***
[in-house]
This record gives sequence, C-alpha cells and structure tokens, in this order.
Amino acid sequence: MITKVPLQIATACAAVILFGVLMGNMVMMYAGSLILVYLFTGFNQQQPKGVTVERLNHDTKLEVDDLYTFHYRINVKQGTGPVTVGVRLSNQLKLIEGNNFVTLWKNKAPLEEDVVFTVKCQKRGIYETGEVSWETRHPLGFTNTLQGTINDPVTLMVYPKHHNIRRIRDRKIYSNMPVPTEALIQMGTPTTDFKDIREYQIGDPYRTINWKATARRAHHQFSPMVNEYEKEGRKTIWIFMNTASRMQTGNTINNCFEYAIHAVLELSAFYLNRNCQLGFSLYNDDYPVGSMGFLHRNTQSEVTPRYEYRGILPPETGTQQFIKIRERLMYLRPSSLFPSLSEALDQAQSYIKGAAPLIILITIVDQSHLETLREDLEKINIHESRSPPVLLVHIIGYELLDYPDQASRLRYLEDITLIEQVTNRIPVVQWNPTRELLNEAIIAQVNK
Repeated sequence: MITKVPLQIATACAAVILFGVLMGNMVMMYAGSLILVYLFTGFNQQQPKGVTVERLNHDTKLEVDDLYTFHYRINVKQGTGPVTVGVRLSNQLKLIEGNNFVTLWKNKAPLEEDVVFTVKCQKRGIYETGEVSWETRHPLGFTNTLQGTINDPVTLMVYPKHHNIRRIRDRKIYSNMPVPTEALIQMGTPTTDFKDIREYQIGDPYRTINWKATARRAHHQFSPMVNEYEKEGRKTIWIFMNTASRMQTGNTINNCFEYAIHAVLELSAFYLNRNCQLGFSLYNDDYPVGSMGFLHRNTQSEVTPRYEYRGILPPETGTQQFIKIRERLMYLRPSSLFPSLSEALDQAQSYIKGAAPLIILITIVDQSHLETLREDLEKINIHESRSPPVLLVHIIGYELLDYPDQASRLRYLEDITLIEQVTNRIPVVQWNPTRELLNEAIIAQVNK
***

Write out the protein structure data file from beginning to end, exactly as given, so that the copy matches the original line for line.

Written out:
[in-house]
This record gives sequence, C-alpha cells and structure tokens, in this order.
Amino acid sequence: MITKVPLQIATACAAVILFGVLMGNMVMMYAGSLILVYLFTGFNQQQPKGVTVERLNHDTKLEVDDLYTFHYRINVKQGTGPVTVGVRLSNQLKLIEGNNFVTLWKNKAPLEEDVVFTVKCQKRGIYETGEVSWETRHPLGFTNTLQGTINDPVTLMVYPKHHNIRRIRDRKIYSNMPVPTEALIQMGTPTTDFKDIREYQIGDPYRTINWKATARRAHHQFSPMVNEYEKEGRKTIWIFMNTASRMQTGNTINNCFEYAIHAVLELSAFYLNRNCQLGFSLYNDDYPVGSMGFLHRNTQSEVTPRYEYRGILPPETGTQQFIKIRERLMYLRPSSLFPSLSEALDQAQSYIKGAAPLIILITIVDQSHLETLREDLEKINIHESRSPPVLLVHIIGYELLDYPDQASRLRYLEDITLIEQVTNRIPVVQWNPTRELLNEAIIAQVNK
Repeated sequence: MITKVPLQIATACAAVILFGVLMGNMVMMYAGSLILVYLFTGFNQQQPKGVTVERLNHDTKLEVDDLYTFHYRINVKQGTGPVTVGVRLSNQLKLIEGNNFVTLWKNKAPLEEDVVFTVKCQKRGIYETGEVSWETRHPLGFTNTLQGTINDPVTLMVYPKHHNIRRIRDRKIYSNMPVPTEALIQMGTPTTDFKDIREYQIGDPYRTINWKATARRAHHQFSPMVNEYEKEGRKTIWIFMNTASRMQTGNTINNCFEYAIHAVLELSAFYLNRNCQLGFSLYNDDYPVGSMGFLHRNTQSEVTPRYEYRGILPPETGTQQFIKIRERLMYLRPSSLFPSLSEALDQAQSYIKGAAPLIILITIVDQSHLETLREDLEKINIHESRSPPVLLVHIIGYELLDYPDQASRLRYLEDITLIEQVTNRIPVVQWNPTRELLNEAIIAQVNK